Notes from Catherine Rowett, former Green Party MEP for East of England and deputy coordinator of the Eastern Region Green Party*(UK). Biographical reflections on life as an MEP. Longer reflections and discussions on issues relating to policy, the good life, justice, equality, anti-austerity economics and the future of the planet. This is also a forum for exchanging ideas on how to tread lightly on the planet and avoid supporting exploitation and corrupt practices. Here we go...

Thursday, 5 July 2007

Air conditioning on trains

Does anyone else share my abhorrence for trains which have sealed windows and air conditioning?
There are two main problems in my experience.
One is that if the heating/air conditioning goes wrong there is nothing whatever anyone can do about it. One of the trains on the Norwich line had a faulty heating system in the winter which was blowing out extra cold air on some of the really cold days, so that you were chilled to the bone even sitting in an insulated ski-jacket.
Now we have the problem of "summer". The train companies seem to think that we want the train kept at exactly the same temperature whether it is winter or summer, and so (quite unnecessarily) they cool the train down on a nice warm day, so it's like getting into a fridge. What they don't seem to realise is that in the winter you get on in your thick socks and shoes, woolly sweater and long-sleeved shirt. Then you want the temperature set to the sort of level at which it's comfortable to read, without having to peel off all your warm clothes.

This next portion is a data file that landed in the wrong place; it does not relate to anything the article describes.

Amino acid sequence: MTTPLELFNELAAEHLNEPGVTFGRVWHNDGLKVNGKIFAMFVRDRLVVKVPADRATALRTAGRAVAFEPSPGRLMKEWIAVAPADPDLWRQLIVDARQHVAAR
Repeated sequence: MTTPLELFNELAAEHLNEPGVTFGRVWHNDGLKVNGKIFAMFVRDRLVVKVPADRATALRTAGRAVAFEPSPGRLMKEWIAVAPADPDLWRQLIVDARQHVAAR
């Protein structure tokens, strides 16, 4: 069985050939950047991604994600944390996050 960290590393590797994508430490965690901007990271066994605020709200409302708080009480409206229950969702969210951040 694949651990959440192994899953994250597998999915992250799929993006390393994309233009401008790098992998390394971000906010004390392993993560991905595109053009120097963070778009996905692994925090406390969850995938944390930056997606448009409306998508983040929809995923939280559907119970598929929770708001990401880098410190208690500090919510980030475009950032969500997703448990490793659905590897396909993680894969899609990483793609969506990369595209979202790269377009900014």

In the summer, by contrast, you arrive lightly clad, with sandals and short sleeves. On a warm day you probably don't even have a jumper or jacket with you. Three minutes into the journey on this refrigerated train you are perishing cold. You ask the "conductor" (meaning the guard) whether he can make it a bit warmer, but the answer of course is "no". There are no controls. The thing is just set at a certain temperature, presumably the same temperature winter and summer.
What a waste of energy! Most of the time we wouldn't need to be air conditioned: the outside air would be perfectly fine. And even if we do have air conditioning, it doesn't need to be working like a fridge to make us into blocks of ice. It could be set five degrees warmer, and we'd all be just fine. 21º in the winter and 25º in the summer would seem a sensible system to work on, to minimise energy and maximise comfort.
But best of all, let the human beings have control instead of the machines. Because, after all, we're the ones who have feelings...

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